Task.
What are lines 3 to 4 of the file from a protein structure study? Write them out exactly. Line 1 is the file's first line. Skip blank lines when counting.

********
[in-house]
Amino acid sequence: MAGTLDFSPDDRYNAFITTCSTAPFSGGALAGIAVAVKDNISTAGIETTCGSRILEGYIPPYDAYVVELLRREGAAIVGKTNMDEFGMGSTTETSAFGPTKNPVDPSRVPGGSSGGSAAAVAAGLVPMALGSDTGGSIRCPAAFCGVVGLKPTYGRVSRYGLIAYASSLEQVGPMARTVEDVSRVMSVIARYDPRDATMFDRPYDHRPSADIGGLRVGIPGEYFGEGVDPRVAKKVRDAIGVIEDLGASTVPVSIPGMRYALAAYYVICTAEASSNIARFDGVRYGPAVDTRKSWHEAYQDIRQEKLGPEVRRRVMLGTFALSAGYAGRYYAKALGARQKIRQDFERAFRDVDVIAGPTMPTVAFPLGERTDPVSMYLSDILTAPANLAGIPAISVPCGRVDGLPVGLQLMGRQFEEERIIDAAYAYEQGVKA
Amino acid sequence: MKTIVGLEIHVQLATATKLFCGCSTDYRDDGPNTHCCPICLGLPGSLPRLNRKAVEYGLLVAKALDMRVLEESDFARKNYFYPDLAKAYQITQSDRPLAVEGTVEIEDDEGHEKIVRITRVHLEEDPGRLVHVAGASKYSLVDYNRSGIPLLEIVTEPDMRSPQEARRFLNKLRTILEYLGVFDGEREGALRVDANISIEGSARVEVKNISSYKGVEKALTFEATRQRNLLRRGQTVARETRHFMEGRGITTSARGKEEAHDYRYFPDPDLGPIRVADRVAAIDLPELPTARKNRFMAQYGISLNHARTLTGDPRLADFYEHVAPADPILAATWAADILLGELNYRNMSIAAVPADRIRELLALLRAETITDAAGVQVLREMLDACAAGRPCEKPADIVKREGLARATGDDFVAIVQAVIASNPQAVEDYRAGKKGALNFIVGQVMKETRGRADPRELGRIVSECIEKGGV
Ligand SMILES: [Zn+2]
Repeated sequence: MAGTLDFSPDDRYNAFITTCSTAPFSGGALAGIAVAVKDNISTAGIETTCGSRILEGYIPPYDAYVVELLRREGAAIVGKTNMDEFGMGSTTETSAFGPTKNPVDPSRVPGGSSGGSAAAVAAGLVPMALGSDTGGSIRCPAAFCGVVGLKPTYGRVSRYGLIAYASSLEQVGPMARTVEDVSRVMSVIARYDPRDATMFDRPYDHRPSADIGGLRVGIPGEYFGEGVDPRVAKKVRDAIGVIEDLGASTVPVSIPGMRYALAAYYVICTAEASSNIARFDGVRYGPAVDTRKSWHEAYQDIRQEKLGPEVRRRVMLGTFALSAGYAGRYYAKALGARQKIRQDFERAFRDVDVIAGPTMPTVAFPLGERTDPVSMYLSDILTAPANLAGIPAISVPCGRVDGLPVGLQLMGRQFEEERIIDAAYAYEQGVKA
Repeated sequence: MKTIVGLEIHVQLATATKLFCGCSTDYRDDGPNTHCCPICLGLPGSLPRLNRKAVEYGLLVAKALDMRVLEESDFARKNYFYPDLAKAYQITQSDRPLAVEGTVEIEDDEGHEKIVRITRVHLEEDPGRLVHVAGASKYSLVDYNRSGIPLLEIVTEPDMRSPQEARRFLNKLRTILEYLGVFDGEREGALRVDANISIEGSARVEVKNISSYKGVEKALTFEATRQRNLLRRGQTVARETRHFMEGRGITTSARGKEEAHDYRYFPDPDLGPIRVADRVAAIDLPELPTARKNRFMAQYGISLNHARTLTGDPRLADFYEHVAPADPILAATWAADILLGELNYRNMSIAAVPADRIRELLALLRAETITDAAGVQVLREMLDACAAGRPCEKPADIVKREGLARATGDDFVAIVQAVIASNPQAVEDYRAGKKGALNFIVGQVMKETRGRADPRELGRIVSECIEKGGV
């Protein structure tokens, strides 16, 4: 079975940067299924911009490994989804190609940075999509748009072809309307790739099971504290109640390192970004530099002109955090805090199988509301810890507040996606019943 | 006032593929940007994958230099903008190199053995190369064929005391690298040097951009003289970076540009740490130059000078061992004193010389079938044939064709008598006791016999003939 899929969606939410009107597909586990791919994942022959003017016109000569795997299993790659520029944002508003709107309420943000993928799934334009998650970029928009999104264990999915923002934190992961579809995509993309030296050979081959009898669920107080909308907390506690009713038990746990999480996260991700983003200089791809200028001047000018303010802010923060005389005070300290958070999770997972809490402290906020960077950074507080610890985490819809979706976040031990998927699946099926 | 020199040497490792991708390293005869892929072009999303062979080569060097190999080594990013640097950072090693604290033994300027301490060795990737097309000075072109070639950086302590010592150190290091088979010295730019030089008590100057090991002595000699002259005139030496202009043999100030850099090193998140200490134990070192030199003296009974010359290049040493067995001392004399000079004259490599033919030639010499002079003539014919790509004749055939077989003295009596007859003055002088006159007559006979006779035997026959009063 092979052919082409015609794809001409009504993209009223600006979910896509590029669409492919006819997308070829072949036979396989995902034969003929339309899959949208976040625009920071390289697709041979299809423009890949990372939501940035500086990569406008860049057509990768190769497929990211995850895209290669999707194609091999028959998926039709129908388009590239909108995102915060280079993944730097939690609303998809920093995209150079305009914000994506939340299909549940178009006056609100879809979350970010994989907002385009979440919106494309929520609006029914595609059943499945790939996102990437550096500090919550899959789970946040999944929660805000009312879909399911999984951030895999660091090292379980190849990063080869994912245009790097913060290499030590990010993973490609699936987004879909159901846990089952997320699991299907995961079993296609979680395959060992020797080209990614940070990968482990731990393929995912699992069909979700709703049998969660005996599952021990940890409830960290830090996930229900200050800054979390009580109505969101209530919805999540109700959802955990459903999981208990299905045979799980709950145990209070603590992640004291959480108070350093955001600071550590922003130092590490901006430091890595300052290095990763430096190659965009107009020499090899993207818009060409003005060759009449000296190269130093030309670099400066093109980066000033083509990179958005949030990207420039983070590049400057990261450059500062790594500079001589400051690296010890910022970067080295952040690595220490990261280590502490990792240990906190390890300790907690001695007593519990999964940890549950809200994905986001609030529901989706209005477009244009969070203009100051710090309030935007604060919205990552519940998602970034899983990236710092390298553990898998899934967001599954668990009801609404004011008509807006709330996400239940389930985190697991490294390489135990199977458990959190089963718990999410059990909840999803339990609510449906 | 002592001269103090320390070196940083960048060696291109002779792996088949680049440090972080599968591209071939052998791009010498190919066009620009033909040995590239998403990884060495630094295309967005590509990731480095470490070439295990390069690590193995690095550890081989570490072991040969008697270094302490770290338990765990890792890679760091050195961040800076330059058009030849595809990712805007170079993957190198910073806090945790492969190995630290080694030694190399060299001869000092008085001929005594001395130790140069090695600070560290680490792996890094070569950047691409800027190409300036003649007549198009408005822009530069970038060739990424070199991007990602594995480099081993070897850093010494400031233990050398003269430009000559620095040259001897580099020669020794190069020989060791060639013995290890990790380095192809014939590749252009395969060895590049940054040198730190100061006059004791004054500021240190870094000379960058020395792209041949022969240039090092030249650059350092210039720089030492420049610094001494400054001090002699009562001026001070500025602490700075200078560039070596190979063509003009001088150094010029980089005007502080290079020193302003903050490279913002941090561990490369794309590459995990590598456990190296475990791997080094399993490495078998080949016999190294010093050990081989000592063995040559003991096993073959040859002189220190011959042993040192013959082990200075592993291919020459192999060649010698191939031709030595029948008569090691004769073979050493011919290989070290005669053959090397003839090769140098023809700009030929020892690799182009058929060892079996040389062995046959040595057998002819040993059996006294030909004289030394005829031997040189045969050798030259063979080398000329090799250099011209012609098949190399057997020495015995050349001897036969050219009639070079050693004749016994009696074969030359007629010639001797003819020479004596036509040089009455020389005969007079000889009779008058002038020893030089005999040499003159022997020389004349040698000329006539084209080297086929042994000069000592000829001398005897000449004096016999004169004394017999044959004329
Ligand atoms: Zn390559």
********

Amino acid sequence: MKTIVGLEIHVQLATATKLFCGCSTDYRDDGPNTHCCPICLGLPGSLPRLNRKAVEYGLLVAKALDMRVLEESDFARKNYFYPDLAKAYQITQSDRPLAVEGTVEIEDDEGHEKIVRITRVHLEEDPGRLVHVAGASKYSLVDYNRSGIPLLEIVTEPDMRSPQEARRFLNKLRTILEYLGVFDGEREGALRVDANISIEGSARVEVKNISSYKGVEKALTFEATRQRNLLRRGQTVARETRHFMEGRGITTSARGKEEAHDYRYFPDPDLGPIRVADRVAAIDLPELPTARKNRFMAQYGISLNHARTLTGDPRLADFYEHVAPADPILAATWAADILLGELNYRNMSIAAVPADRIRELLALLRAETITDAAGVQVLREMLDACAAGRPCEKPADIVKREGLARATGDDFVAIVQAVIASNPQAVEDYRAGKKGALNFIVGQVMKETRGRADPRELGRIVSECIEKGGV
Ligand SMILES: [Zn+2]